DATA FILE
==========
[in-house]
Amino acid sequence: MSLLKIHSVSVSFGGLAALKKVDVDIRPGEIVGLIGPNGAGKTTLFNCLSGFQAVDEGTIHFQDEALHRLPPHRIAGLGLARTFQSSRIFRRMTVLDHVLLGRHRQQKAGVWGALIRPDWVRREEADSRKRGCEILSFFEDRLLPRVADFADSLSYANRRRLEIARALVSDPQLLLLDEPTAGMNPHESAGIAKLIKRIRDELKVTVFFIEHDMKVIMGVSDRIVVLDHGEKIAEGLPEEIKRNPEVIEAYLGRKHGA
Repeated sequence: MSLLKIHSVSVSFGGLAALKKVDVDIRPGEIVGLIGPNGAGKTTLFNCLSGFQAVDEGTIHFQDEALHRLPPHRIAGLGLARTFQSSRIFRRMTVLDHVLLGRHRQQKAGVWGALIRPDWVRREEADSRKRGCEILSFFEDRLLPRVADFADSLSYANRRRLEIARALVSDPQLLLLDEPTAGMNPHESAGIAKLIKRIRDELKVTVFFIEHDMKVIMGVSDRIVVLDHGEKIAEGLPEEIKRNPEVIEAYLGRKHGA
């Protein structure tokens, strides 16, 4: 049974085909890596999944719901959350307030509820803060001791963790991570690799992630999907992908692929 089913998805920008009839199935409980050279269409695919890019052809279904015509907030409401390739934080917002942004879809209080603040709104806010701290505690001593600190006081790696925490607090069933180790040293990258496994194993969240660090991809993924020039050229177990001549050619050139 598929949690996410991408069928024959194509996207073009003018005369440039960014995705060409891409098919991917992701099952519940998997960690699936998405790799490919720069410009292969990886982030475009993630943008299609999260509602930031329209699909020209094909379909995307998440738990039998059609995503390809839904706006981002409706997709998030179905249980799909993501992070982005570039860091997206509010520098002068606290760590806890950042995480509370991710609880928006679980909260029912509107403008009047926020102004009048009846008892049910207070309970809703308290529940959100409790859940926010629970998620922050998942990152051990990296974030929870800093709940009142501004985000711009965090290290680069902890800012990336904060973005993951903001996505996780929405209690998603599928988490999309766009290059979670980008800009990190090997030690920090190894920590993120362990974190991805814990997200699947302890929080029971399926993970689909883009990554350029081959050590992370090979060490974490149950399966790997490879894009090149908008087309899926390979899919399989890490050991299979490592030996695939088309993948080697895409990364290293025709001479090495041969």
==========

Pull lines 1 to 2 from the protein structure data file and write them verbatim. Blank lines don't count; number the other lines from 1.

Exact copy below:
[in-house]
Amino acid sequence: MSLLKIHSVSVSFGGLAALKKVDVDIRPGEIVGLIGPNGAGKTTLFNCLSGFQAVDEGTIHFQDEALHRLPPHRIAGLGLARTFQSSRIFRRMTVLDHVLLGRHRQQKAGVWGALIRPDWVRREEADSRKRGCEILSFFEDRLLPRVADFADSLSYANRRRLEIARALVSDPQLLLLDEPTAGMNPHESAGIAKLIKRIRDELKVTVFFIEHDMKVIMGVSDRIVVLDHGEKIAEGLPEEIKRNPEVIEAYLGRKHGA